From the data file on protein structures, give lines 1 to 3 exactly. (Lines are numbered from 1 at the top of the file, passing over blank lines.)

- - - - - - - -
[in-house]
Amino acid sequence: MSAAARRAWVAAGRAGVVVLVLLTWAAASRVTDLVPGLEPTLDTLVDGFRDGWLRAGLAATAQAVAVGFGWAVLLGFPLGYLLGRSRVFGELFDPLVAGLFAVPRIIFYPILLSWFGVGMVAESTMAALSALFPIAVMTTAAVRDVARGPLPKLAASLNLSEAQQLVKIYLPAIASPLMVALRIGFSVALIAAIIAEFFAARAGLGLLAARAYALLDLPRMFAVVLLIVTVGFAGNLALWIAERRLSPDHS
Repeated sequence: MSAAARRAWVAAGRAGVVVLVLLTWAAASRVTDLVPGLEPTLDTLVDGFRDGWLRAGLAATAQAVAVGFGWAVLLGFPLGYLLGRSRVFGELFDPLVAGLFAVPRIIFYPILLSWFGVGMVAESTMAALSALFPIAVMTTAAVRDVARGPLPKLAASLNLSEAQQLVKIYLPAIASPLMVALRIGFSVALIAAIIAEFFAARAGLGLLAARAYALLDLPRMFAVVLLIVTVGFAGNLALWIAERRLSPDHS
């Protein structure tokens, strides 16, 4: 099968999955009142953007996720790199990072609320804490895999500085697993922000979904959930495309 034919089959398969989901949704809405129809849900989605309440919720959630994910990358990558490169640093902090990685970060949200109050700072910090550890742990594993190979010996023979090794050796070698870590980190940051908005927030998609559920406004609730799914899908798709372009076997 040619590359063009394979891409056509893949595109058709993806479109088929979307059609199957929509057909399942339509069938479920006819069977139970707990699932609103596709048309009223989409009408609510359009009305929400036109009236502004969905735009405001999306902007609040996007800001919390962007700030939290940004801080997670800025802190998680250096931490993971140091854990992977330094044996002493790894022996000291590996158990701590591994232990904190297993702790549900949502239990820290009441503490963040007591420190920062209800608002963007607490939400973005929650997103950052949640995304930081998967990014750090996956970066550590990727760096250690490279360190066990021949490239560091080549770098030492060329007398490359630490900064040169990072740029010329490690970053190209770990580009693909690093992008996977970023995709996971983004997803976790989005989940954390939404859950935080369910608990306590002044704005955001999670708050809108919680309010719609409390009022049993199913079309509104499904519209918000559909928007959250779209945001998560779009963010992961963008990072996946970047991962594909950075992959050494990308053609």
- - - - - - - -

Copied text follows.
[in-house]
Amino acid sequence: MSAAARRAWVAAGRAGVVVLVLLTWAAASRVTDLVPGLEPTLDTLVDGFRDGWLRAGLAATAQAVAVGFGWAVLLGFPLGYLLGRSRVFGELFDPLVAGLFAVPRIIFYPILLSWFGVGMVAESTMAALSALFPIAVMTTAAVRDVARGPLPKLAASLNLSEAQQLVKIYLPAIASPLMVALRIGFSVALIAAIIAEFFAARAGLGLLAARAYALLDLPRMFAVVLLIVTVGFAGNLALWIAERRLSPDHS
Repeated sequence: MSAAARRAWVAAGRAGVVVLVLLTWAAASRVTDLVPGLEPTLDTLVDGFRDGWLRAGLAATAQAVAVGFGWAVLLGFPLGYLLGRSRVFGELFDPLVAGLFAVPRIIFYPILLSWFGVGMVAESTMAALSALFPIAVMTTAAVRDVARGPLPKLAASLNLSEAQQLVKIYLPAIASPLMVALRIGFSVALIAAIIAEFFAARAGLGLLAARAYALLDLPRMFAVVLLIVTVGFAGNLALWIAERRLSPDHS